About the author 

Shari Low is the #1 bestselling author of over 20 novels, including One Day In Winter and With Or Without You and a collection of parenthood memories called Because Mummy Said So. She lives near Glasgow and her first title for Boldwood was My One Month Marriage in January 2020.

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7 thoughts on “#Review: One Summer Sunrise by Shari Low @sharilow @BoldwoodBooks @rararesources #blogtour #BoldwoodBloggers #romance #summerreading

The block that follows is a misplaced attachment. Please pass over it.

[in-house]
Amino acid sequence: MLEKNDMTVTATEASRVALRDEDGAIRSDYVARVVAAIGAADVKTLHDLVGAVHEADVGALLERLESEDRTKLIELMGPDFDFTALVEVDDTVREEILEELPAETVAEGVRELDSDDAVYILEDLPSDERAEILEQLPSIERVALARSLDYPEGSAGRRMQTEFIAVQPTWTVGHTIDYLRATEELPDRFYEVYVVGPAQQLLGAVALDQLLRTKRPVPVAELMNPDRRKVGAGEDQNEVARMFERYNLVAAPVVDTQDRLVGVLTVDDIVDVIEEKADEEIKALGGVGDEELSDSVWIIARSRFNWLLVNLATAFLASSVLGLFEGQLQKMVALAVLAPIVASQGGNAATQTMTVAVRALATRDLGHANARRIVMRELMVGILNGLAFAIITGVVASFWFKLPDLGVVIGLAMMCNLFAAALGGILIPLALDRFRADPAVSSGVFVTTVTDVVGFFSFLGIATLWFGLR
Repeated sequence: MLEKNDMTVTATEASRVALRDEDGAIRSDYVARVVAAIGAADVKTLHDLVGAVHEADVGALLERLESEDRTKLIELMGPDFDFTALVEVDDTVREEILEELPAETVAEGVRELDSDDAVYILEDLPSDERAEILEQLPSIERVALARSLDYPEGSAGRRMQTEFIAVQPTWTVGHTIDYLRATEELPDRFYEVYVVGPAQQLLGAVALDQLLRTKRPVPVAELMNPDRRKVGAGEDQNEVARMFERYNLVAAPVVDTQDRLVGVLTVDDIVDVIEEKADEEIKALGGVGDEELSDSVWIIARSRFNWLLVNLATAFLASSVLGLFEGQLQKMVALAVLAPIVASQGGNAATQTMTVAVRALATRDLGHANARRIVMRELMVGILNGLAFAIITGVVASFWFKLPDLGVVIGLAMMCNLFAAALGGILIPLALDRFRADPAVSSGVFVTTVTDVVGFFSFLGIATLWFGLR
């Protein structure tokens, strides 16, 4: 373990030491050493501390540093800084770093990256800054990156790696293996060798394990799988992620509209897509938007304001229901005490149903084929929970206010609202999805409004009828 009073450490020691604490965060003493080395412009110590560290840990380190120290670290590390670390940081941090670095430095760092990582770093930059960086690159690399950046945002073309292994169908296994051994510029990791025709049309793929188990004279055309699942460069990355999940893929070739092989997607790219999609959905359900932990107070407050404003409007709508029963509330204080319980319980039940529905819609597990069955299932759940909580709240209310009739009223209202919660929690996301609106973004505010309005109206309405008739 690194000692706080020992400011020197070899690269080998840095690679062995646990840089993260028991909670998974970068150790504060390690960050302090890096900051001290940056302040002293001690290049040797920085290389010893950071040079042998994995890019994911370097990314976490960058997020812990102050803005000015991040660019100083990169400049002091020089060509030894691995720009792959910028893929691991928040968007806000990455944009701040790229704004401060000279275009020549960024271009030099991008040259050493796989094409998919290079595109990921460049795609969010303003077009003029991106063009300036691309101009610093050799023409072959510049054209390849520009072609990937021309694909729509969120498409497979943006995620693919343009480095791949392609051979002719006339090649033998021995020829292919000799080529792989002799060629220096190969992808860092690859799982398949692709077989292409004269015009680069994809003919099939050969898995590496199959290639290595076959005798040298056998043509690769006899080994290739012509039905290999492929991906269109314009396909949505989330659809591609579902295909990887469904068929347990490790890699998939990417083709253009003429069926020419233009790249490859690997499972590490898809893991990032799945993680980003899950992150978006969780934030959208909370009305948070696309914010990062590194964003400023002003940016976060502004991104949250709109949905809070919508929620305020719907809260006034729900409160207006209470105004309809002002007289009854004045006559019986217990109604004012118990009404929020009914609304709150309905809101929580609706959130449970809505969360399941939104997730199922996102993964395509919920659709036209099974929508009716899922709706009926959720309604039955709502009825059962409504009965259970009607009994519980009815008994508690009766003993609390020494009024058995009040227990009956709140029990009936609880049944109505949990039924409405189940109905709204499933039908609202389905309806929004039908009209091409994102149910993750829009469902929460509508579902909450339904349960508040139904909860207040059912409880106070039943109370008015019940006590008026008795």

1. Anne Post author

      Thanks Linda – I really can’t believe it took me ten years to get round to reading a second book!

  1. Joanne

    So glad you enjoyed this Anne. Shari Low is a wonderful writer!

    1. Anne Post author

      Isn’t she wonderful, Joanne? I really mustn’t overlook her books in future…

  2. WendyW

    So glad you enjoyed this one. I did too, it was such a fun book to read.

    1. Anne Post author

      Wasn’t it just lovely, Wendy? So glad you enjoyed it too…